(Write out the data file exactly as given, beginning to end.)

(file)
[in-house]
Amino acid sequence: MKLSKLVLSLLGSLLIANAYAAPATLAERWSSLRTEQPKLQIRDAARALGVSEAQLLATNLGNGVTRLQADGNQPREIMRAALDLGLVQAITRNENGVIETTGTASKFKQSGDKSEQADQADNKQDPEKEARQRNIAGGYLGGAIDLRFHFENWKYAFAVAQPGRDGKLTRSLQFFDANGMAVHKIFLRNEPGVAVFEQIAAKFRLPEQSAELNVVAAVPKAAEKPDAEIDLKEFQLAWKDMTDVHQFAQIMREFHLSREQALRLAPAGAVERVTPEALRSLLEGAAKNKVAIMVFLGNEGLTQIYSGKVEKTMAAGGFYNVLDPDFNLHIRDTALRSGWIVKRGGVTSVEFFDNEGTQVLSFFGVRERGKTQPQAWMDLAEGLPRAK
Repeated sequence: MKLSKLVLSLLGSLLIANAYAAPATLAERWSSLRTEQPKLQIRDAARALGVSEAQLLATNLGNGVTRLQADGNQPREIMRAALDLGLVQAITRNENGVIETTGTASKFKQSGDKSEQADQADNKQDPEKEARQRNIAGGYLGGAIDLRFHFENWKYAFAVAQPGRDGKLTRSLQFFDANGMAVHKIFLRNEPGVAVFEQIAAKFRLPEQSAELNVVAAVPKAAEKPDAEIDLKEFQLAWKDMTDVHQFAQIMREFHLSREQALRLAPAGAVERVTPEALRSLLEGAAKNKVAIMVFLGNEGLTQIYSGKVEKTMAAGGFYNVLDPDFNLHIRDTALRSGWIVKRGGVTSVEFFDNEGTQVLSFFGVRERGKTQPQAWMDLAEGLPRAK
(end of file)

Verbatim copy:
[in-house]
Amino acid sequence: MKLSKLVLSLLGSLLIANAYAAPATLAERWSSLRTEQPKLQIRDAARALGVSEAQLLATNLGNGVTRLQADGNQPREIMRAALDLGLVQAITRNENGVIETTGTASKFKQSGDKSEQADQADNKQDPEKEARQRNIAGGYLGGAIDLRFHFENWKYAFAVAQPGRDGKLTRSLQFFDANGMAVHKIFLRNEPGVAVFEQIAAKFRLPEQSAELNVVAAVPKAAEKPDAEIDLKEFQLAWKDMTDVHQFAQIMREFHLSREQALRLAPAGAVERVTPEALRSLLEGAAKNKVAIMVFLGNEGLTQIYSGKVEKTMAAGGFYNVLDPDFNLHIRDTALRSGWIVKRGGVTSVEFFDNEGTQVLSFFGVRERGKTQPQAWMDLAEGLPRAK
Repeated sequence: MKLSKLVLSLLGSLLIANAYAAPATLAERWSSLRTEQPKLQIRDAARALGVSEAQLLATNLGNGVTRLQADGNQPREIMRAALDLGLVQAITRNENGVIETTGTASKFKQSGDKSEQADQADNKQDPEKEARQRNIAGGYLGGAIDLRFHFENWKYAFAVAQPGRDGKLTRSLQFFDANGMAVHKIFLRNEPGVAVFEQIAAKFRLPEQSAELNVVAAVPKAAEKPDAEIDLKEFQLAWKDMTDVHQFAQIMREFHLSREQALRLAPAGAVERVTPEALRSLLEGAAKNKVAIMVFLGNEGLTQIYSGKVEKTMAAGGFYNVLDPDFNLHIRDTALRSGWIVKRGGVTSVEFFDNEGTQVLSFFGVRERGKTQPQAWMDLAEGLPRAK